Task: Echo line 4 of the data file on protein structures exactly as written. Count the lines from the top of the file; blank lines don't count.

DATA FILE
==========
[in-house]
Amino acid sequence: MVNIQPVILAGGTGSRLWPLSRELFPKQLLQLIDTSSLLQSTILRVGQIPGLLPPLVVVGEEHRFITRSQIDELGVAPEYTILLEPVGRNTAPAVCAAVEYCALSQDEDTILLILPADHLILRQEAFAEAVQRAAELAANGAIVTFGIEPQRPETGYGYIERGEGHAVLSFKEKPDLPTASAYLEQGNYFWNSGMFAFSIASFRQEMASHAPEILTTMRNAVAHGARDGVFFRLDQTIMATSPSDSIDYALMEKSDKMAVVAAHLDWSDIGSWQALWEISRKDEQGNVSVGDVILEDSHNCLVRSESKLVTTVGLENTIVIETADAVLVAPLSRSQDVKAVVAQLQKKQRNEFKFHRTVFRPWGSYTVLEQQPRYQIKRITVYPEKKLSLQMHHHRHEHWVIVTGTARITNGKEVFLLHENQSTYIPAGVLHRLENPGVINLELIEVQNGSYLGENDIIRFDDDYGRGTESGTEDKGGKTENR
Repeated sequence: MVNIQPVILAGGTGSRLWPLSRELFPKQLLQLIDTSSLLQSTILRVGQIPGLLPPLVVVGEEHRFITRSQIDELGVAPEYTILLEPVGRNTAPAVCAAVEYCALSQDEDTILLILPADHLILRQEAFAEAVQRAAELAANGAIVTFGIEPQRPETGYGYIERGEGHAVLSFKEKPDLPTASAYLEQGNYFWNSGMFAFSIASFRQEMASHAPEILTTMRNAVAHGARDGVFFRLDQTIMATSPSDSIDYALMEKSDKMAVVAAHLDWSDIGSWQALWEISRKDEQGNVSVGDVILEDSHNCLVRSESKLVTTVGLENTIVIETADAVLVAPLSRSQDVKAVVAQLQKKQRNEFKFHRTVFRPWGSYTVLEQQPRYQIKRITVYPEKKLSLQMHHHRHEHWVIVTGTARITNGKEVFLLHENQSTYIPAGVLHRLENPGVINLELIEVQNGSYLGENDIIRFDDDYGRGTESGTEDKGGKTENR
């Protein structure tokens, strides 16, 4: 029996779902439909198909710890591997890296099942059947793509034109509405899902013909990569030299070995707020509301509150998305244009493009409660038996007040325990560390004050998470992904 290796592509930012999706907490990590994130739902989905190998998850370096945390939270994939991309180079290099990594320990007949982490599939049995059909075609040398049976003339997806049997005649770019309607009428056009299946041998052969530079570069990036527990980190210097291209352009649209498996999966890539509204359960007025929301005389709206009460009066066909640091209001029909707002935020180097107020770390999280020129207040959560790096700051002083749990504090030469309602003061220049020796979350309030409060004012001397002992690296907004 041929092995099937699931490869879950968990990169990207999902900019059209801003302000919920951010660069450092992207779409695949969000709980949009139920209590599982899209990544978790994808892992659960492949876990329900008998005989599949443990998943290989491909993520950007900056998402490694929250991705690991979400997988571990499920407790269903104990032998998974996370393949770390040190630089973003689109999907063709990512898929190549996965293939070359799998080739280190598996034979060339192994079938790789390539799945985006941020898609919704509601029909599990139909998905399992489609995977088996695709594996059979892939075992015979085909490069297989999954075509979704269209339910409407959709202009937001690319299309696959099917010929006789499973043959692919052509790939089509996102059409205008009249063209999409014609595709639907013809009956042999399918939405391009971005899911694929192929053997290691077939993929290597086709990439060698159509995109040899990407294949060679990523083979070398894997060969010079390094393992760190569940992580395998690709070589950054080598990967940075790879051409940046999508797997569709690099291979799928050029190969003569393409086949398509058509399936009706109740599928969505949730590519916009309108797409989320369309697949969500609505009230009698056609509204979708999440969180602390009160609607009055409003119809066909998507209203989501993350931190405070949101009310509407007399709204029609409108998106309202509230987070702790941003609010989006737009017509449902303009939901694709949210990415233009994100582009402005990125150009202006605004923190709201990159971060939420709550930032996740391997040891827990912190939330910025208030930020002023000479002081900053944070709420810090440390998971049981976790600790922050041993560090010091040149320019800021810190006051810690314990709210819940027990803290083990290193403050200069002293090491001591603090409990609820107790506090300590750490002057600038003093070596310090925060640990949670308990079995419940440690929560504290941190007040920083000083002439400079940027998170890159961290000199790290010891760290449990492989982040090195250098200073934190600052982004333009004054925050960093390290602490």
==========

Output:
């Protein structure tokens, strides 16, 4: 029996779902439909198909710890591997890296099942059947793509034109509405899902013909990569030299070995707020509301509150998305244009493009409660038996007040325990560390004050998470992904 290796592509930012999706907490990590994130739902989905190998998850370096945390939270994939991309180079290099990594320990007949982490599939049995059909075609040398049976003339997806049997005649770019309607009428056009299946041998052969530079570069990036527990980190210097291209352009649209498996999966890539509204359960007025929301005389709206009460009066066909640091209001029909707002935020180097107020770390999280020129207040959560790096700051002083749990504090030469309602003061220049020796979350309030409060004012001397002992690296907004 041929092995099937699931490869879950968990990169990207999902900019059209801003302000919920951010660069450092992207779409695949969000709980949009139920209590599982899209990544978790994808892992659960492949876990329900008998005989599949443990998943290989491909993520950007900056998402490694929250991705690991979400997988571990499920407790269903104990032998998974996370393949770390040190630089973003689109999907063709990512898929190549996965293939070359799998080739280190598996034979060339192994079938790789390539799945985006941020898609919704509601029909599990139909998905399992489609995977088996695709594996059979892939075992015979085909490069297989999954075509979704269209339910409407959709202009937001690319299309696959099917010929006789499973043959692919052509790939089509996102059409205008009249063209999409014609595709639907013809009956042999399918939405391009971005899911694929192929053997290691077939993929290597086709990439060698159509995109040899990407294949060679990523083979070398894997060969010079390094393992760190569940992580395998690709070589950054080598990967940075790879051409940046999508797997569709690099291979799928050029190969003569393409086949398509058509399936009706109740599928969505949730590519916009309108797409989320369309697949969500609505009230009698056609509204979708999440969180602390009160609607009055409003119809066909998507209203989501993350931190405070949101009310509407007399709204029609409108998106309202509230987070702790941003609010989006737009017509449902303009939901694709949210990415233009994100582009402005990125150009202006605004923190709201990159971060939420709550930032996740391997040891827990912190939330910025208030930020002023000479002081900053944070709420810090440390998971049981976790600790922050041993560090010091040149320019800021810190006051810690314990709210819940027990803290083990290193403050200069002293090491001591603090409990609820107790506090300590750490002057600038003093070596310090925060640990949670308990079995419940440690929560504290941190007040920083000083002439400079940027998170890159961290000199790290010891760290449990492989982040090195250098200073934190600052982004333009004054925050960093390290602490």